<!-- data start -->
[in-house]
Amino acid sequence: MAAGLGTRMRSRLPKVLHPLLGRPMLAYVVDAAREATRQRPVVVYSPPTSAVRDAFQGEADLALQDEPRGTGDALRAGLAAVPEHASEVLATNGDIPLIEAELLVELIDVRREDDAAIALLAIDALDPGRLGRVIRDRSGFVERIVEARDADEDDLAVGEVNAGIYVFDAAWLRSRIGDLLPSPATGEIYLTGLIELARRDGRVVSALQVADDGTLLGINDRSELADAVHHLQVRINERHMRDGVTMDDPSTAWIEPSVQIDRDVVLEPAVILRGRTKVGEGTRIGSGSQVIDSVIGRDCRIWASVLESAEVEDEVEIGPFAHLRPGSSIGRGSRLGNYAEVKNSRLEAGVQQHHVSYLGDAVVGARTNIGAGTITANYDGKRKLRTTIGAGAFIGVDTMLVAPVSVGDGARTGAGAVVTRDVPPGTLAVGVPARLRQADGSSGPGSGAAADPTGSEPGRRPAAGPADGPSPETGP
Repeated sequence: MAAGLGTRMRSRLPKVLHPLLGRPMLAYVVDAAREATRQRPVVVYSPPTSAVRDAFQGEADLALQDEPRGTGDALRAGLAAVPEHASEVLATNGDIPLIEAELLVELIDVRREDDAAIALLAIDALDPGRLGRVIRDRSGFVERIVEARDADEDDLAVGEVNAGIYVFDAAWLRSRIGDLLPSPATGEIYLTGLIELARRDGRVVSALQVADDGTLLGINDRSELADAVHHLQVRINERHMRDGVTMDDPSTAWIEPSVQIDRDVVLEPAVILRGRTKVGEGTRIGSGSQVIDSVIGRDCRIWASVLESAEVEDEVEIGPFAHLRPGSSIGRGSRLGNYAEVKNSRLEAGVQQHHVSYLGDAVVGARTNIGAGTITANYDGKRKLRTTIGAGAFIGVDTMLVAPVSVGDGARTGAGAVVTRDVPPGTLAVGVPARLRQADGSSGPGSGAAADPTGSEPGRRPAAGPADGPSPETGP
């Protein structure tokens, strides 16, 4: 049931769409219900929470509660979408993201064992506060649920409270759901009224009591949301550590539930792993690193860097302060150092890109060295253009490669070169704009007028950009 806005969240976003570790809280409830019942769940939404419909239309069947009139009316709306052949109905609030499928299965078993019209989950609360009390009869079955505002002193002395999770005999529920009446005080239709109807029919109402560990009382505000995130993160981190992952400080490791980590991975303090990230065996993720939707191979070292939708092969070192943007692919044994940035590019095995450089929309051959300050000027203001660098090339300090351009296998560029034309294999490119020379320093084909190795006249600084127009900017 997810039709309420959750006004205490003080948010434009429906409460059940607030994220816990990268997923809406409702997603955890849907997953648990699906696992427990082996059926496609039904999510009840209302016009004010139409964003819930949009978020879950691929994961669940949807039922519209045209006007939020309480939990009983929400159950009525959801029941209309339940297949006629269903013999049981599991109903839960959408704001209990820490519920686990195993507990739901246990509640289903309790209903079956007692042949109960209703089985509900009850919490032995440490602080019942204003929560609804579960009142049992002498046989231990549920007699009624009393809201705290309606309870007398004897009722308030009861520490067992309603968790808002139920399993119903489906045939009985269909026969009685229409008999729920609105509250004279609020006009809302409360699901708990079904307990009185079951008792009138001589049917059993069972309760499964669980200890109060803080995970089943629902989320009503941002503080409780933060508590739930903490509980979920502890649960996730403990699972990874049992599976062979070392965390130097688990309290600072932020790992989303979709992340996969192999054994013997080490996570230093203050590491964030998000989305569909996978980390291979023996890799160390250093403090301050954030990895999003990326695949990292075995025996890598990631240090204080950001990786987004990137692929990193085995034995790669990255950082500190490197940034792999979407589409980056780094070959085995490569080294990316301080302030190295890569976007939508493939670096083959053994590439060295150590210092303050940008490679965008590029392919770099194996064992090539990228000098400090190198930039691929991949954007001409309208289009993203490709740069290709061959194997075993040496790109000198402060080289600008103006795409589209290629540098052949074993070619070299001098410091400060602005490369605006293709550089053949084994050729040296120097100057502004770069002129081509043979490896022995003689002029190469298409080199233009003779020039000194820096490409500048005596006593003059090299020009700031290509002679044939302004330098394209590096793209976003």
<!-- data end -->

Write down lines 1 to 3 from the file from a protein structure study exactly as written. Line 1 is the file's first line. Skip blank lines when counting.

[in-house]
Amino acid sequence: MAAGLGTRMRSRLPKVLHPLLGRPMLAYVVDAAREATRQRPVVVYSPPTSAVRDAFQGEADLALQDEPRGTGDALRAGLAAVPEHASEVLATNGDIPLIEAELLVELIDVRREDDAAIALLAIDALDPGRLGRVIRDRSGFVERIVEARDADEDDLAVGEVNAGIYVFDAAWLRSRIGDLLPSPATGEIYLTGLIELARRDGRVVSALQVADDGTLLGINDRSELADAVHHLQVRINERHMRDGVTMDDPSTAWIEPSVQIDRDVVLEPAVILRGRTKVGEGTRIGSGSQVIDSVIGRDCRIWASVLESAEVEDEVEIGPFAHLRPGSSIGRGSRLGNYAEVKNSRLEAGVQQHHVSYLGDAVVGARTNIGAGTITANYDGKRKLRTTIGAGAFIGVDTMLVAPVSVGDGARTGAGAVVTRDVPPGTLAVGVPARLRQADGSSGPGSGAAADPTGSEPGRRPAAGPADGPSPETGP
Repeated sequence: MAAGLGTRMRSRLPKVLHPLLGRPMLAYVVDAAREATRQRPVVVYSPPTSAVRDAFQGEADLALQDEPRGTGDALRAGLAAVPEHASEVLATNGDIPLIEAELLVELIDVRREDDAAIALLAIDALDPGRLGRVIRDRSGFVERIVEARDADEDDLAVGEVNAGIYVFDAAWLRSRIGDLLPSPATGEIYLTGLIELARRDGRVVSALQVADDGTLLGINDRSELADAVHHLQVRINERHMRDGVTMDDPSTAWIEPSVQIDRDVVLEPAVILRGRTKVGEGTRIGSGSQVIDSVIGRDCRIWASVLESAEVEDEVEIGPFAHLRPGSSIGRGSRLGNYAEVKNSRLEAGVQQHHVSYLGDAVVGARTNIGAGTITANYDGKRKLRTTIGAGAFIGVDTMLVAPVSVGDGARTGAGAVVTRDVPPGTLAVGVPARLRQADGSSGPGSGAAADPTGSEPGRRPAAGPADGPSPETGP